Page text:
By Ruth Hansten, RN, BSN, MBA, PhD, FACHE
Pressure ulcers, pneumonia, readmissions, wound infections, patient deconditioning leading to additional care: all of these healthcare acquired issues can be related to omitted basic care such as turning, repositioning, ambulation, hygienic care, hydration and nutrition. Basic care tasks that would avoid these problems can be delivered by assistive personnel such as nursing aides or patient care technicians. The value based care trend means that healthcare facilities are financially penalized for avoidable errors and rewarded for optimal results.
In my consulting, education, and coaching work with over 175 healthcare facilities over the last two decades, I have discovered that a basic question is at the foundation of whether or not appropriate care is being completed. Often, it is unclear who is actually supervising the care delivered by assistive personnel. Is it the charge RN? Is it the RN assigned care of that patient? The nurse manager? Often patient care RNs aren’t aware that they are accountable for the total nursing care of their patients, whether they themselves, or the patient care technician, actually performed the task.
A key question for patients, families, and nursing personnel to ask when reviewing nursing care processes for excellence is this: Who is supervising whether or not appropriate care has actually been completed?
Delegation, supervision, and assignment are complex nursing leadership skills that may require additional education and coaching. The Hansten Learning Center includes courses with worksheets, slides, and videos including several related to delegation, supervision, and making assignments. Other resources are available through Ruth Hansten’s Amazon Author Homepage or www.Hansten.com, www.RROHC.com, tweets (@Rhansten) and www.Hansten.com/blog.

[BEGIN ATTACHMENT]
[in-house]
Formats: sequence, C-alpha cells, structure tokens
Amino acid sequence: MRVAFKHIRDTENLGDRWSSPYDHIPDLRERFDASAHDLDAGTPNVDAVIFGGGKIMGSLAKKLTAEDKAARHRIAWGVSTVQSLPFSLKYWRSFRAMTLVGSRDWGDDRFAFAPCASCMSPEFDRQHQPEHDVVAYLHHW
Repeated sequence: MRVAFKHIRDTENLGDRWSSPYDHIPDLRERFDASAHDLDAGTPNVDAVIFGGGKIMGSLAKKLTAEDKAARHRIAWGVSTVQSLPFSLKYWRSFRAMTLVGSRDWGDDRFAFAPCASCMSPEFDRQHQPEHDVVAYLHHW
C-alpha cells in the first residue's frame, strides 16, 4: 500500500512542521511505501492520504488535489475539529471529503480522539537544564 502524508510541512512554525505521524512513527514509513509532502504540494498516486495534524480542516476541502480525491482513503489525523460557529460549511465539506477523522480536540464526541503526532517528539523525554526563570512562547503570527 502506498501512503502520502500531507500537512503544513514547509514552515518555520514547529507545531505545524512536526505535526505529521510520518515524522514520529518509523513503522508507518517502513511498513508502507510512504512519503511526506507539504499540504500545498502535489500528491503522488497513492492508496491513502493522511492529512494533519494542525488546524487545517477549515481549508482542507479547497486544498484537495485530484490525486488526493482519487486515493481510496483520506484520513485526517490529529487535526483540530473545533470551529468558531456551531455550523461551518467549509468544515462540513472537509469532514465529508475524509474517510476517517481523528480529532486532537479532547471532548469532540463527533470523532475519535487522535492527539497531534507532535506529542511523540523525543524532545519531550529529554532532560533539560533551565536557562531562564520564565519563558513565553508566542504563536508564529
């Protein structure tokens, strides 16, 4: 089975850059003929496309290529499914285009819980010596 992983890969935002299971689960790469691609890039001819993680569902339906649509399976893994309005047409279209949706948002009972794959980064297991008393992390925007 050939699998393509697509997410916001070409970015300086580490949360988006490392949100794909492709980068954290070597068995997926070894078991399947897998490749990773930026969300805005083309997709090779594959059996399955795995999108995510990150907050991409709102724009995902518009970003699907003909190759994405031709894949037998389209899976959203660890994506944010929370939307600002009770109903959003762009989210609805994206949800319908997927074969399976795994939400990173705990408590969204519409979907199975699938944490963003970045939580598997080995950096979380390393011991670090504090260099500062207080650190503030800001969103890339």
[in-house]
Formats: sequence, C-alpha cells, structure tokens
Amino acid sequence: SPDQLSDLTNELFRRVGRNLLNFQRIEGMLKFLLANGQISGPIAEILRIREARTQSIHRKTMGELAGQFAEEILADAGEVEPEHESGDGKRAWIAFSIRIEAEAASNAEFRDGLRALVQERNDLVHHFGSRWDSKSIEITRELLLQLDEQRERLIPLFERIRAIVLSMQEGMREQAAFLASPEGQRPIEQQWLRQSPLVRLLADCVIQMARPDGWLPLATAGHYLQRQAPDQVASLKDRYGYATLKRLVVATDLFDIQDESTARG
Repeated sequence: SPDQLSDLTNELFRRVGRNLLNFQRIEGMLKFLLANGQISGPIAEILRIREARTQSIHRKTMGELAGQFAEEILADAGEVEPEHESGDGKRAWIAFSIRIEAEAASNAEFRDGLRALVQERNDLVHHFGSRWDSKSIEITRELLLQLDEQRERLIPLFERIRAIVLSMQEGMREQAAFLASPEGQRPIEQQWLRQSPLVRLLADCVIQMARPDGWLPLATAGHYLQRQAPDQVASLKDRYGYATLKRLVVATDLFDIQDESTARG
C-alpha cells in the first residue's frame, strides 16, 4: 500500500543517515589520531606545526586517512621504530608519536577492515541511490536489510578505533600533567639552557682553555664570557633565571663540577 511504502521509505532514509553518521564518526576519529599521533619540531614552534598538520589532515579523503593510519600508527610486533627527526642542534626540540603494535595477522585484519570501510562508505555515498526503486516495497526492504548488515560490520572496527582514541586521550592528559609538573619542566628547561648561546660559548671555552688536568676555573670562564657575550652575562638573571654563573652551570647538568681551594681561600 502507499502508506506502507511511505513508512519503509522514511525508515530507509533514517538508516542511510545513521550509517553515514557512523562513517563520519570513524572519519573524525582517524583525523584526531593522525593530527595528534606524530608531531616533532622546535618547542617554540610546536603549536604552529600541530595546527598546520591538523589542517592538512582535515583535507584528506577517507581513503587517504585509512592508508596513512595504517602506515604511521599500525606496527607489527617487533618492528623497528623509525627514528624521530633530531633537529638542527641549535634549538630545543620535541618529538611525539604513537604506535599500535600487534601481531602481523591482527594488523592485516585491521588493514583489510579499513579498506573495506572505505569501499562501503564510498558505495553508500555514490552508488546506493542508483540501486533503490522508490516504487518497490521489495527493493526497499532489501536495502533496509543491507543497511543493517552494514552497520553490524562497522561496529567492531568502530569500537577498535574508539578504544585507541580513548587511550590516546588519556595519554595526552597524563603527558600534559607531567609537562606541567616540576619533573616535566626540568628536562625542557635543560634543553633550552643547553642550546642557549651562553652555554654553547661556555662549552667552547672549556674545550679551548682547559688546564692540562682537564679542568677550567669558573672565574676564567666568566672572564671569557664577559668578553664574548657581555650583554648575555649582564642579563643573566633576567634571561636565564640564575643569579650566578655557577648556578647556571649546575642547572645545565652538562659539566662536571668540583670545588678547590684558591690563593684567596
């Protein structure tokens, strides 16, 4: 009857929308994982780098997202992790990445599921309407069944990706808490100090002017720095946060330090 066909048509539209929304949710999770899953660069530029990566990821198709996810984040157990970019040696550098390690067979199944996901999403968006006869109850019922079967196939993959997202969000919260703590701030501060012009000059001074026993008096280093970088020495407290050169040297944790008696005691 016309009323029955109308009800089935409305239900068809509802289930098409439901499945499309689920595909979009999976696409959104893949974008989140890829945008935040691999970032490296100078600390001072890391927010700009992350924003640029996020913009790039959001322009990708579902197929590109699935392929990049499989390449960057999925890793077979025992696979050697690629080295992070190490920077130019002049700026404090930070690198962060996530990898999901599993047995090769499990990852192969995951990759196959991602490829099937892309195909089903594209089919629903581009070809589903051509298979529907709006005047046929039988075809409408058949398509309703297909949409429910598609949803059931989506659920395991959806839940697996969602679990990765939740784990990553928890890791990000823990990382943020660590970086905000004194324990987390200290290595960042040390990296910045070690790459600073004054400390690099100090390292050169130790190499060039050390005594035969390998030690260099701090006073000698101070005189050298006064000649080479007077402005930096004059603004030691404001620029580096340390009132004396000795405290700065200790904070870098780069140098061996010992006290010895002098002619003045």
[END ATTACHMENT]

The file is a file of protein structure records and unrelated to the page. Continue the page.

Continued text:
–Ruth Hansten RN, MBA, PhD is the author of seven books and numerous articles. Her mission is to promote healing and wholeness, transforming organizations through relationship enhancement and skills development. With 40 years of experience in nursing, she brings both a practical and humorous approach to the essential work that nurses do. For the past 22 years her national consulting practice has worked with nursing care delivery models, critical thinking, delegation and leadership skills, coaching, and interdisciplinary team development. Dr. Hansten has developed a care delivery model and philosophy called Relationship and Results Oriented Healthcare ® (RROHC) and this model had resulted in improved patient outcomes, clinical indicators, employee engagement, provider satisfaction, and healthcare employee retention. This model is described in her book with colleague Kimberly McNally, The Relationship & Results Oriented Healthcare Planning and Implementation Manual (Hansten Healthcare PLLC 2008). Ruth’s doctoral research focused on critical thinking and clinical judgment and she incorporates her research into her teaching and consulting strategies. She has been a Fellow of the American College of Healthcare Executives. In 2008 the 4th edition of her Clinical Delegation Skills: A Handbook for Professional Practice book was published, the first edition of which was granted the AJN Book of the Year award. She has served as adjunct faculty for the University of Washington and Seattle University School of Nursing, and has lectured or consulted at 175 organizations. She has served as a Board of Directors trustee at a Pacific NW medical center and on the AHA (American Hospital Association) Regional Policy Board.
She is most proud of being voted “boss of the year” by the MWBA in Spokane, WA, and one of the “great head nurses” by the AJN in the 1980s, being selected as a Transformational Pioneer in Nursing in 2011 by NWONE, and being a mom and grandmother to 5 adults and six grandchildren, 5 kitties and grandcats. Ruth resides with her husband in Port Ludlow, Washington on beautiful Squamish Harbor.